Hello mom, how are you today? Now i will write the article about What Should My Preschool-Aged Child be Able to Do? Infancy and early childhood are a time of great growth and new accomplishments-more than at any other time in a person’s life. But children continue to develop and acquire new skills as they age. Let’s discuss some of the activities and skills a preschool child should be mastering. Preschool refers to the ages of 3 to 5 years old.
A preschooler should already be able to get to standing, walk, and run, but they will be refining these skills by getting faster, smoother, more coordinated and more controlled. As they age, their attention span should increase and their verbal skills improve. They will be able to jump forward for longer distances, start at to hop on 1 foot, and enjoy more active play.
At this age children are starting to engage in play with others, imitate movements, and have more goal-directed behaviors. They are easier to guide in play and can communicate with improving clarity and content. They are learning basic skills that they will need to start kindergarten.
A Basic List of Preschool Skills Include:
Gross Motor Skills
Locomotor Skills: jump forward 26 inches, runs pumping arms and pushing off balls of feet with a forward lean of the trunk, able to run and make sharp turns, gallops.
Climbing Skills: climbs up and down steps alternating without holding railing or wall.
Balance Skills: walks forward on a line for 4 feet without stepping off line. Walks backward 4 feet without stepping off line.
Tricycle Skills: pedals and steers a tricycle.
Ball Skills: throw a tennis ball underhand at a target 5 feet away, throws a tennis ball overhand to a target 5 feet away, catches a large ball with hands, elbows bent, able to kick a stationary playground ball.
Locomotor skills: hops forward on either foot for 5 hops, skips 10 feet with good rhythm.
Climbing skills: safely climbs on playground equipment with good balance.
Ball Skills: catches a tennis ball with 2 hands from a distance of 5 feet, kick a moving playground ball.
Balance Skills: stands on tip toes for at least 8 seconds, stands on 1 foot for 10 seconds, able to perform 3 sit ups.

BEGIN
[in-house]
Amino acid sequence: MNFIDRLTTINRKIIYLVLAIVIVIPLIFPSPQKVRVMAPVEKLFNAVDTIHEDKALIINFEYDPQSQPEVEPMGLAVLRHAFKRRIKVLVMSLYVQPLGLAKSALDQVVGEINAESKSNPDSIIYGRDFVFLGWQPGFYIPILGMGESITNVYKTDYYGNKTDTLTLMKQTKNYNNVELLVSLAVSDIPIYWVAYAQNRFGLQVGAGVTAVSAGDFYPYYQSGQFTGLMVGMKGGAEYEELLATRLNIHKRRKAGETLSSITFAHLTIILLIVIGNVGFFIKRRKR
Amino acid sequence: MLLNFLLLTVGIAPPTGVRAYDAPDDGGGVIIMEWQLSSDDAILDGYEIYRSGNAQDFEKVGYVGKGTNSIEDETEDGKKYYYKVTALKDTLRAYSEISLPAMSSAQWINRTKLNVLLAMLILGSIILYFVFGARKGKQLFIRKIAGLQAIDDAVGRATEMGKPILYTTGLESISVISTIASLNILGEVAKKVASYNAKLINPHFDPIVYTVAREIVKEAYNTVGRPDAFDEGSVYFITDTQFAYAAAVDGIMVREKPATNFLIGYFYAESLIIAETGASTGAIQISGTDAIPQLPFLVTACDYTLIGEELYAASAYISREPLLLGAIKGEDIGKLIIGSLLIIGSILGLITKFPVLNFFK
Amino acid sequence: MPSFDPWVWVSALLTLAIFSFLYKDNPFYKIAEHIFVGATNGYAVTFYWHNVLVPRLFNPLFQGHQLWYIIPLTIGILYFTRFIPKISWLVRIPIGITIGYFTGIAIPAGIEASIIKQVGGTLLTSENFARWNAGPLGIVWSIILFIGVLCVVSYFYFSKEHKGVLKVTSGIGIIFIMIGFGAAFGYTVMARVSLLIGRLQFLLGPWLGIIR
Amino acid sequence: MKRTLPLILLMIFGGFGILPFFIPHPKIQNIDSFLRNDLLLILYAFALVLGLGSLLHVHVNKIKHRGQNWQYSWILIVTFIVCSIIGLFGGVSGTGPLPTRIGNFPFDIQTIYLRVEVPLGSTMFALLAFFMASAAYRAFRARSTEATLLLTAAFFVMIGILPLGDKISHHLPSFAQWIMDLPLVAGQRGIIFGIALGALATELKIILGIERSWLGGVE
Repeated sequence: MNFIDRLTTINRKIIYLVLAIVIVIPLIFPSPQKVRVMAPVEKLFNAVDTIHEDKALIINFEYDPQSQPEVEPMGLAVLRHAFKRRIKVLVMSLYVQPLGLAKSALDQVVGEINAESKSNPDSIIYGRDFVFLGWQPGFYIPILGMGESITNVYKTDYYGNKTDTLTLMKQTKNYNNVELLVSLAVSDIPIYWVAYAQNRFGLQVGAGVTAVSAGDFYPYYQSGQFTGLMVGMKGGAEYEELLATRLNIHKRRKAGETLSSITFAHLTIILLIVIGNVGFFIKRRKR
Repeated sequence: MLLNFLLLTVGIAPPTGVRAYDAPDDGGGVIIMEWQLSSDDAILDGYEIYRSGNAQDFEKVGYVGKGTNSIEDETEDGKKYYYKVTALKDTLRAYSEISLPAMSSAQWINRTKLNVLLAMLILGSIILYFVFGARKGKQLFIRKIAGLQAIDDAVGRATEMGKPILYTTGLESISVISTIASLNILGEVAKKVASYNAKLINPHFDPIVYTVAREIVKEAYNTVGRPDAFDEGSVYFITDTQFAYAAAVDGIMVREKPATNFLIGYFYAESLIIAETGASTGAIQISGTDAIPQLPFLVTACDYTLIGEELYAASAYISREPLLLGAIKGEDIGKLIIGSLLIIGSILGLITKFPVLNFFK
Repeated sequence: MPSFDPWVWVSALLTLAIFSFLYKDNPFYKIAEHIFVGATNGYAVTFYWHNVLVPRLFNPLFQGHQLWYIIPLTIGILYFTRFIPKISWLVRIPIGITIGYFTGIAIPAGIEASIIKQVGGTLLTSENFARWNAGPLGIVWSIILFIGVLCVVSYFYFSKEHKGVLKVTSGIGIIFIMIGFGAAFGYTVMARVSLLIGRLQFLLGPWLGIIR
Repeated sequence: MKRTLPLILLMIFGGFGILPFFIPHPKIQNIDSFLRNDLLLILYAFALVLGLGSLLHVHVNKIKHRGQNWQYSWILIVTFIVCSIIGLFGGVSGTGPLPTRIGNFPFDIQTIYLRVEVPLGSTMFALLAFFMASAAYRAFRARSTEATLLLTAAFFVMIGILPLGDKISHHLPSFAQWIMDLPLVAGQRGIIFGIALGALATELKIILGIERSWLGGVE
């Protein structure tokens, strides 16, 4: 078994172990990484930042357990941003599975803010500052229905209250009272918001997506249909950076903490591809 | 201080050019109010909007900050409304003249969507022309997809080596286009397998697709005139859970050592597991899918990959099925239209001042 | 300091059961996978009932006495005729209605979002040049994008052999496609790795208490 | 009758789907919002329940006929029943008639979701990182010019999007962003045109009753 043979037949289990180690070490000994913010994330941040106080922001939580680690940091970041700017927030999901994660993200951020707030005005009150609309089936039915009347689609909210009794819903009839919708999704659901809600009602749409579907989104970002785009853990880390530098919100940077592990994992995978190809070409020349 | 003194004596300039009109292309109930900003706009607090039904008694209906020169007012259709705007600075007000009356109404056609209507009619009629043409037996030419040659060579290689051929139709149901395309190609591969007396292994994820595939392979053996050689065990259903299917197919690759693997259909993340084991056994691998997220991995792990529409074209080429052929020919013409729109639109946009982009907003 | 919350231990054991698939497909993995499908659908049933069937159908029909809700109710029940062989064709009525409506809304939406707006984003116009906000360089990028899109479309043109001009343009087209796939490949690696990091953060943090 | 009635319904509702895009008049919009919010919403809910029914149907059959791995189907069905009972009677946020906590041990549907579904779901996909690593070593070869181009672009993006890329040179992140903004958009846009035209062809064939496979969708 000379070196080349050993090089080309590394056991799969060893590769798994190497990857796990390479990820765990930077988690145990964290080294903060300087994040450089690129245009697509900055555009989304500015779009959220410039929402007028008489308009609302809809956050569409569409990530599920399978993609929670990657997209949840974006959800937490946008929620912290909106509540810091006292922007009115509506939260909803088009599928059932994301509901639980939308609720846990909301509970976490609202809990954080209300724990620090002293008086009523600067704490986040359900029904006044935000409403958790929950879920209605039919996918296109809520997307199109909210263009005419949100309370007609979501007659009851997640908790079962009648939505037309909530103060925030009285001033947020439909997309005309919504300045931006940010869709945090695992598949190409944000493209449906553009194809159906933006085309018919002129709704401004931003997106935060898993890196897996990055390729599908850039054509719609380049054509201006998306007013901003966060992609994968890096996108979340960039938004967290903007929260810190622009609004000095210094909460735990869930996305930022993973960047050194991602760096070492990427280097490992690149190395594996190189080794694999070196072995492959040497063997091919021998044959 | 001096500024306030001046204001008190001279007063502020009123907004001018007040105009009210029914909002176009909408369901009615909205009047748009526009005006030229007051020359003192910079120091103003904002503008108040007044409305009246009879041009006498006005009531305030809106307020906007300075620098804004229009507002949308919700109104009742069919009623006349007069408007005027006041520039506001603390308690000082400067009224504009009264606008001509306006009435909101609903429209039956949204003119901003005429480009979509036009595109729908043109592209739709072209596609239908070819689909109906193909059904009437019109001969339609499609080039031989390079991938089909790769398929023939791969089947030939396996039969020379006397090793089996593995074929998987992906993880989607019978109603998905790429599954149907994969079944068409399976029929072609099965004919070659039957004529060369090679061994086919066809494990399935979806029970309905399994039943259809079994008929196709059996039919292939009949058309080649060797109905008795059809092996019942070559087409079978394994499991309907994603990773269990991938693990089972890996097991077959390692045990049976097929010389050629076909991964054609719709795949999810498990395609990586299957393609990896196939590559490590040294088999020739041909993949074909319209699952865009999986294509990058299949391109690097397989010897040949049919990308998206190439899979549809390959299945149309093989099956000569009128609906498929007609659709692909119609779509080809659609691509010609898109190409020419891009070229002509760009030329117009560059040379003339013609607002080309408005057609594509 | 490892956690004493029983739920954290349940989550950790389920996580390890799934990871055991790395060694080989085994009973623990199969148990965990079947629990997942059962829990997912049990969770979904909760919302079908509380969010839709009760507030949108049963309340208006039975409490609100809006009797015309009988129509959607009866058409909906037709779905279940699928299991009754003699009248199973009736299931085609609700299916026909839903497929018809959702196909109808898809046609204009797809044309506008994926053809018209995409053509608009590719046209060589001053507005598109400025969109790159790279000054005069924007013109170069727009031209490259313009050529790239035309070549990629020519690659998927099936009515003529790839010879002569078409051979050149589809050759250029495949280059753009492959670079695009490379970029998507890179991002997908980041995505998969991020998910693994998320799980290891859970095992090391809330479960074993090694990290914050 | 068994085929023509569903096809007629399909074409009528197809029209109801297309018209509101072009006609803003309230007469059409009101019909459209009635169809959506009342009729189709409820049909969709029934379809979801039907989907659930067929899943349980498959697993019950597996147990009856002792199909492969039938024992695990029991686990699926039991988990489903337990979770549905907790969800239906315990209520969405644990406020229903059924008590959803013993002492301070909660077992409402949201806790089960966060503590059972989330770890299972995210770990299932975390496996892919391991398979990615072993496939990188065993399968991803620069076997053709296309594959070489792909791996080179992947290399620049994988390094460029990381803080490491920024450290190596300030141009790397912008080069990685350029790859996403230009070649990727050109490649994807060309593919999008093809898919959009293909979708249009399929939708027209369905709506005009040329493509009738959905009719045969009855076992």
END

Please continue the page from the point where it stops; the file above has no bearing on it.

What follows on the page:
Fine Motor Skills
- Button and unbutton large buttons.
- Paste things onto paper.
- Use crayons to color and draw while holding the writing instrument with thumb and fingers.
- Uses non-dominant hand to steady writing surface.
- Build a tower of 10 blocks.
- Complete puzzles of 5 or more pieces.
- Zip and unzip a zipper.
- Imitate or copy a cross or circle.
- Trace letters and begin writing their name.
- Names colors.
- Names basic shapes.
- Able to count to 10 alone and higher with help.
- Is clearly understood when speaking.
- Understands categories like animals, food, toys, clothes.
- Can remember a sequence of events with 2-3 steps.
- Matches shapes and colors.
- Knows some letter names.
- Sorts objects into groups.
- Enjoys imaginative play like playing house.
- Understands concepts like “one” and “many”.
- Makes comparisons.
Self Help Skills
- Wash hands.
- Brush teeth.
- Comb hair.
- Put on and remove clothes.
- Put shoes on the correct feet.
- Use a fork and knife.
Support for Your Child
Exposing your child to different activities and encouraging curiosity and exploration are wonderful ways to help your child develop these skills. Playing basic board games and puzzles like Candyland, Memory Caps, or Chutes and Ladders teach turn taking, numbers, sequences, and memory.
Some older preschoolers may enjoy participating in a sport such as Little League or soccer. Many YMCAs or community centers have basic swim classes or gymnastics geared toward little ones. Enrolling in several short-duration classes can expose your child to lots of new movement patterns and experiences and lets them decide what type of sport they might like to pursue later.
Most community libraries have great programs including reading and listening skills, crafts, and special events. These are a fabulous way to let your child participate with peers and gain new skills.
If your child has not accomplished the majority of the above skills by five years old or the start of kindergarten, you may want to consider a screening or evaluation by a Physical Therapist, Occupational Therapist or Speech and Language Pathologist (Speech Therapist). Talk with your pediatrician and access local resources for evaluation clinics or programs.
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